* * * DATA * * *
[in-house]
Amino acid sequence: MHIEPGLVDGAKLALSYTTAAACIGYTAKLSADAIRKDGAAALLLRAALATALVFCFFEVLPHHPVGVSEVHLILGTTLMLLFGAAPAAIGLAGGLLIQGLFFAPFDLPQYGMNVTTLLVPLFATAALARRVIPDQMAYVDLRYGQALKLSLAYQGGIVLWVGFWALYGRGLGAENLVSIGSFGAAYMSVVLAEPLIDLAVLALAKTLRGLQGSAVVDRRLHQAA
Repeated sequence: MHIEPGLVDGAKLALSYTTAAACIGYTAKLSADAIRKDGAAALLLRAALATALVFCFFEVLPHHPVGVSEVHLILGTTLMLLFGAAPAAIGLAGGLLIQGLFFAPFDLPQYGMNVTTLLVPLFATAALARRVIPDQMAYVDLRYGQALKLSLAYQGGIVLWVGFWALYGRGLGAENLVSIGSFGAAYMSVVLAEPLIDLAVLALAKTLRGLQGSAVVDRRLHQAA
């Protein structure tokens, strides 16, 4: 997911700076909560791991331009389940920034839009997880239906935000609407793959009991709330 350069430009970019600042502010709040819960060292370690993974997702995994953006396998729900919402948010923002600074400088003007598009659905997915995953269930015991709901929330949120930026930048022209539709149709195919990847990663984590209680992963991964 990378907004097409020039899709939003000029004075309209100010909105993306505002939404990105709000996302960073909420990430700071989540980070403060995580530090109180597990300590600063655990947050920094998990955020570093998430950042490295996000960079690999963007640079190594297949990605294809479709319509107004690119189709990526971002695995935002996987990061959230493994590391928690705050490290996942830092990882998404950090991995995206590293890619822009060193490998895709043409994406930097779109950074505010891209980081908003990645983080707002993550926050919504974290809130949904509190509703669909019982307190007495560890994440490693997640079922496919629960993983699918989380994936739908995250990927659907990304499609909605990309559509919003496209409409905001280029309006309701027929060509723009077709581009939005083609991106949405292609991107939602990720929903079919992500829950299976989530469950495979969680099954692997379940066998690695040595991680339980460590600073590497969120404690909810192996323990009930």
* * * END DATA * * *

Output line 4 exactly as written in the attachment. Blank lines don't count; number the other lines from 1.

């Protein structure tokens, strides 16, 4: 997911700076909560791991331009389940920034839009997880239906935000609407793959009991709330 350069430009970019600042502010709040819960060292370690993974997702995994953006396998729900919402948010923002600074400088003007598009659905997915995953269930015991709901929330949120930026930048022209539709149709195919990847990663984590209680992963991964 990378907004097409020039899709939003000029004075309209100010909105993306505002939404990105709000996302960073909420990430700071989540980070403060995580530090109180597990300590600063655990947050920094998990955020570093998430950042490295996000960079690999963007640079190594297949990605294809479709319509107004690119189709990526971002695995935002996987990061959230493994590391928690705050490290996942830092990882998404950090991995995206590293890619822009060193490998895709043409994406930097779109950074505010891209980081908003990645983080707002993550926050919504974290809130949904509190509703669909019982307190007495560890994440490693997640079922496919629960993983699918989380994936739908995250990927659907990304499609909605990309559509919003496209409409905001280029309006309701027929060509723009077709581009939005083609991106949405292609991107939602990720929903079919992500829950299976989530469950495979969680099954692997379940066998690695040595991680339980460590600073590497969120404690909810192996323990009930």